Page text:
Cyborg Anthropology and the Future of the Interface
Amber Case is a Cyborg Anthropologist and tech consultant researching prosthetic culture. She studies the interaction between humans and computers and how our relationship with information is changing the way cultures think, act, and understand their worlds. Case wrote her thesis on cell phones and their technosocial sites of engagement.
She has spoken at various industry conferences including MIT’s Futures of Entertainment and Inverge: The Interactive Convergence Conference, Ignite Portland and Ignite Boulder. She presented an Introduction to Cyborg Anthropology at Portland’s Webvisions 2009 and Gnomedex 9.0 and Keynoted Portland’s Open Source Bridge with a speech on Cyborg Citizens. She’s been a guest lecturer at Lewis & Clark College, Pacific Northwest College of Art and Oregon State University’s School of Continuing Education. She formerly worked at Wieden+Kennedy, a global advertising agency based in Portland, Oregon. In 2010 she was named one of Fast Company’s Most Influential Women in Tech.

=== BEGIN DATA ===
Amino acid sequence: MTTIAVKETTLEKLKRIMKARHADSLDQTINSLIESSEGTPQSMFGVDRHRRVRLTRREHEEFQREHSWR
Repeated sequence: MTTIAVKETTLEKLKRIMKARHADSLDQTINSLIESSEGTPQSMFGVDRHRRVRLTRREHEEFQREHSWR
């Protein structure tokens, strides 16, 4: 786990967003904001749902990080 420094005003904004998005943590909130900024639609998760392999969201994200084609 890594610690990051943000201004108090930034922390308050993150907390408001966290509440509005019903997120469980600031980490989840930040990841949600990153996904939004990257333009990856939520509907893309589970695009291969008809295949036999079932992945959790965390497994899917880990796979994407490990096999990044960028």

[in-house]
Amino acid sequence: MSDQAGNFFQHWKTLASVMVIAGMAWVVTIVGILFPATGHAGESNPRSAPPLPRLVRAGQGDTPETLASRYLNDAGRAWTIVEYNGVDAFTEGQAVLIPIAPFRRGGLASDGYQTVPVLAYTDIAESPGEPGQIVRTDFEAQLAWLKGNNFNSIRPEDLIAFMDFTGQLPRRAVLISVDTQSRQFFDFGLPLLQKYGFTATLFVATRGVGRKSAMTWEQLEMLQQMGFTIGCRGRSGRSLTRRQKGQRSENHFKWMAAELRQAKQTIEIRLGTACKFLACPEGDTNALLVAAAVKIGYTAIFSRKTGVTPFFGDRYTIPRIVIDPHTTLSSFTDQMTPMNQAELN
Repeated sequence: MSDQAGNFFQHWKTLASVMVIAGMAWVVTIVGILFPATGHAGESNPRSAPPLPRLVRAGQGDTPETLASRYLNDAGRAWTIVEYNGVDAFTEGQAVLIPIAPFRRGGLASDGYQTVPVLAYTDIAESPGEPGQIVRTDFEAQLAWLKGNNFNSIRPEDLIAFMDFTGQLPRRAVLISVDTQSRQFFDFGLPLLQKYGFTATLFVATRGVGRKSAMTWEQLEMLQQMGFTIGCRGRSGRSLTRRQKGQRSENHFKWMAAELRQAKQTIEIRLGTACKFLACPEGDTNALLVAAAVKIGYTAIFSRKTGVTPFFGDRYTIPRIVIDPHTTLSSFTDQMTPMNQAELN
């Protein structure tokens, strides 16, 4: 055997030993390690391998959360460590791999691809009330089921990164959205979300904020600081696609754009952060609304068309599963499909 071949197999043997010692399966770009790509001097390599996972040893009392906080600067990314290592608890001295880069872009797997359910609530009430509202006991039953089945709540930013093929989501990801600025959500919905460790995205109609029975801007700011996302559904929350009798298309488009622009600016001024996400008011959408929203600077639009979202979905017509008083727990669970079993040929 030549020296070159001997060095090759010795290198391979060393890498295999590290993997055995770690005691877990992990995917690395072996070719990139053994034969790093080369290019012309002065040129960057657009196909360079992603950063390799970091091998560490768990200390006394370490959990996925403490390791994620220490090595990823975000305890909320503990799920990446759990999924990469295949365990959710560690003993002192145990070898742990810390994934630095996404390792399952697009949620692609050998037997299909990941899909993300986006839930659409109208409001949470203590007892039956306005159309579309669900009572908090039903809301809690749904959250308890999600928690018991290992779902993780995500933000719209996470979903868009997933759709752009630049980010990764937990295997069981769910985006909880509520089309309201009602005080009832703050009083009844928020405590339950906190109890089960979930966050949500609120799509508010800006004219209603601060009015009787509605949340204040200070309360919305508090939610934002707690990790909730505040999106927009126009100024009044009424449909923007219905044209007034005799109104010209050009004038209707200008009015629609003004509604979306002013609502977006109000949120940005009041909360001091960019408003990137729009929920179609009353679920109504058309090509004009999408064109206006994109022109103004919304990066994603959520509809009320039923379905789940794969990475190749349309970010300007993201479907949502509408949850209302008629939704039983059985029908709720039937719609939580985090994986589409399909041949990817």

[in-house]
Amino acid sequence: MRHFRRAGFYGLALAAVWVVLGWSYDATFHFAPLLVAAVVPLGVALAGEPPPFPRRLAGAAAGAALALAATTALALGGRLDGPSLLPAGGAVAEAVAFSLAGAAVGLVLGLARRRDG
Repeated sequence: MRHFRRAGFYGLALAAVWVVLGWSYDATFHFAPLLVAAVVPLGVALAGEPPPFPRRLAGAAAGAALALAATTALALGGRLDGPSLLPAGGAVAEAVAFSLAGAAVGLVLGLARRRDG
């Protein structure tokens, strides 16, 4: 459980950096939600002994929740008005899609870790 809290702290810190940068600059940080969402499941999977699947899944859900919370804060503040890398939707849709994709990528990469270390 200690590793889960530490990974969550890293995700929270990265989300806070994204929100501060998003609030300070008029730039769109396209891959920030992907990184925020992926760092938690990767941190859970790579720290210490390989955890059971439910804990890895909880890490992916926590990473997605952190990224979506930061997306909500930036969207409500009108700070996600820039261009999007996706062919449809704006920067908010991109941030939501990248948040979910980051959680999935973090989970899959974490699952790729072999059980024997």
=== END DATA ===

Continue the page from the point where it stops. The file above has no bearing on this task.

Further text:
Case specializes in information architecture, usability, online productivity, strategy, and ground-breaking communication methods. She utilizes qualitative/quantitative analysis and ethnographic methods in order to determine future idea/business/organizational developments. She employs anthropological methods to study the interaction between humans and computers. She is available for speaking engagements, workshops, data aggregation, blog consulting, and online efficiency training. In December 2008, she founded CyborgCamp, an unconference on the future of humans and computers.